June 19, 2024

The external fund manager backed by Berkshire Hathaway's Charlie Munger, Li Lu, makes no bones about it when he says 'The biggest investment risk is not the volatility of prices, but whether you will suffer a permanent loss of capital.' So it might be obvious that you need to consider debt, when you think about how risky any given stock is, because too much debt can sink a company. We note that AxoGen, Inc. (NASDAQ:AXGN) does have debt on its balance sheet. But the more important question is: how much risk is that debt creating?
Debt is a tool to help businesses grow, but if a business is incapable of paying off its lenders, then it exists at their mercy. Part and parcel of capitalism is the process of 'creative destruction' where failed businesses are mercilessly liquidated by their bankers. However, a more usual (but still expensive) situation is where a company must dilute shareholders at a cheap share price simply to get debt under control. Of course, debt can be an important tool in businesses, particularly capital heavy businesses. The first thing to do when considering how much debt a business uses is to look at its cash and debt together.
Check out our latest analysis for AxoGen
As you can see below, AxoGen had US$50.1m of debt, at June 2022, which is about the same as the year before. You can click the chart for greater detail. However, its balance sheet shows it holds US$58.0m in cash, so it actually has US$7.89m net cash.
The latest balance sheet data shows that AxoGen had liabilities of US$23.6m due within a year, and liabilities of US$70.8m falling due after that. Offsetting these obligations, it had cash of US$58.0m as well as receivables valued at US$20.4m due within 12 months. So its liabilities total US$16.0m more than the combination of its cash and short-term receivables.
Of course, AxoGen has a market capitalization of US$486.1m, so these liabilities are probably manageable. Having said that, it's clear that we should continue to monitor its balance sheet, lest it change for the worse. While it does have liabilities worth noting, AxoGen also has more cash than debt, so we're pretty confident it can manage its debt safely. There's no doubt that we learn most about debt from the balance sheet. But it is future earnings, more than anything, that will determine AxoGen's ability to maintain a healthy balance sheet going forward. So if you want to see what the professionals think, you might find this free report on analyst profit forecasts to be interesting.
In the last year AxoGen's revenue was pretty flat, and it made a negative EBIT. While that hardly impresses, its not too bad either.
Statistically speaking companies that lose money are riskier than those that make money. And we do note that AxoGen had an earnings before interest and tax (EBIT) loss, over the last year. And over the same period it saw negative free cash outflow of US$45m and booked a US$32m accounting loss. But the saving grace is the US$7.89m on the balance sheet. That kitty means the company can keep spending for growth for at least two years, at current rates. Overall, we'd say the stock is a bit risky, and we're usually very cautious until we see positive free cash flow. When analysing debt levels, the balance sheet is the obvious place to start. However, not all investment risk resides within the balance sheet – far from it. Be aware that AxoGen is showing 2 warning signs in our investment analysis , you should know about…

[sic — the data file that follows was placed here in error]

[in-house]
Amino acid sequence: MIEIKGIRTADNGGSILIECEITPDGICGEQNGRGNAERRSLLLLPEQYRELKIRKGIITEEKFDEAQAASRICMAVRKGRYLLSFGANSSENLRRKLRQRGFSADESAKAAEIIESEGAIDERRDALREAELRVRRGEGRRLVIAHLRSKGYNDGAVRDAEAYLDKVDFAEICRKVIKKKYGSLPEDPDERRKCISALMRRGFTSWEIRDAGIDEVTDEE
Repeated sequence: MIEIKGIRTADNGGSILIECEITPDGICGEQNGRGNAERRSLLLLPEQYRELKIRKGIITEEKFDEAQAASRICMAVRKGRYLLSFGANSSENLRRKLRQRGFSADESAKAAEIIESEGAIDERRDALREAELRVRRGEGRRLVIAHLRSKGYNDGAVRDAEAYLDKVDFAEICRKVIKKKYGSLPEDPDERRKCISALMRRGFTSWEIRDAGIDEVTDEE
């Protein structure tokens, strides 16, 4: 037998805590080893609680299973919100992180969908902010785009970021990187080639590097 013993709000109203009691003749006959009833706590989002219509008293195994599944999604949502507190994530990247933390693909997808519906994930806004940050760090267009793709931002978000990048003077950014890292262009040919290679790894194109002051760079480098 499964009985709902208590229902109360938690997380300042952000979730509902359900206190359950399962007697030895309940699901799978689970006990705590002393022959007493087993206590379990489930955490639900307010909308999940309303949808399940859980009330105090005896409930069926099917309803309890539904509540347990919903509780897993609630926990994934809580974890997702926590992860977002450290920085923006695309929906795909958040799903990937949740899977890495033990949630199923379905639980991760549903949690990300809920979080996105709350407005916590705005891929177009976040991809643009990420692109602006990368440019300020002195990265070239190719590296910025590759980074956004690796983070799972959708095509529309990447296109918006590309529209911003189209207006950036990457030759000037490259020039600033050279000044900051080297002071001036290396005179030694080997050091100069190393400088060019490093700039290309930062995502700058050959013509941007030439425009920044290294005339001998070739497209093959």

If you're interested in investing in businesses that can grow profits without the burden of debt, then check out this free list of growing businesses that have net cash on the balance sheet.
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This article by Simply Wall St is general in nature. We provide commentary based on historical data and analyst forecasts only using an unbiased methodology and our articles are not intended to be financial advice. It does not constitute a recommendation to buy or sell any stock, and does not take account of your objectives, or your financial situation. We aim to bring you long-term focused analysis driven by fundamental data. Note that our analysis may not factor in the latest price-sensitive company announcements or qualitative material. Simply Wall St has no position in any stocks mentioned.

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Simply Wall St's Editorial Team provides unbiased, factual reporting on global stocks using in-depth fundamental analysis.
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AxoGen, Inc., together with its subsidiaries, develops and markets surgical solutions for physical damage or transection to peripheral nerves.
The Snowflake is a visual investment summary with the score of each axis being calculated by 6 checks in 5 areas.
Read more about these checks in the individual report sections or in our analysis model.
Flawless balance sheet and slightly overvalued.
Simply Wall St's Editorial Team provides unbiased, factual reporting on global stocks using in-depth fundamental analysis.
Find out more about our editorial guidelines and team.
AxoGen, Inc., together with its subsidiaries, develops and markets surgical solutions for physical damage or transection to peripheral nerves.
The Snowflake is a visual investment summary with the score of each axis being calculated by 6 checks in 5 areas.
Read more about these checks in the individual report sections or in our analysis model.
Flawless balance sheet and slightly overvalued.
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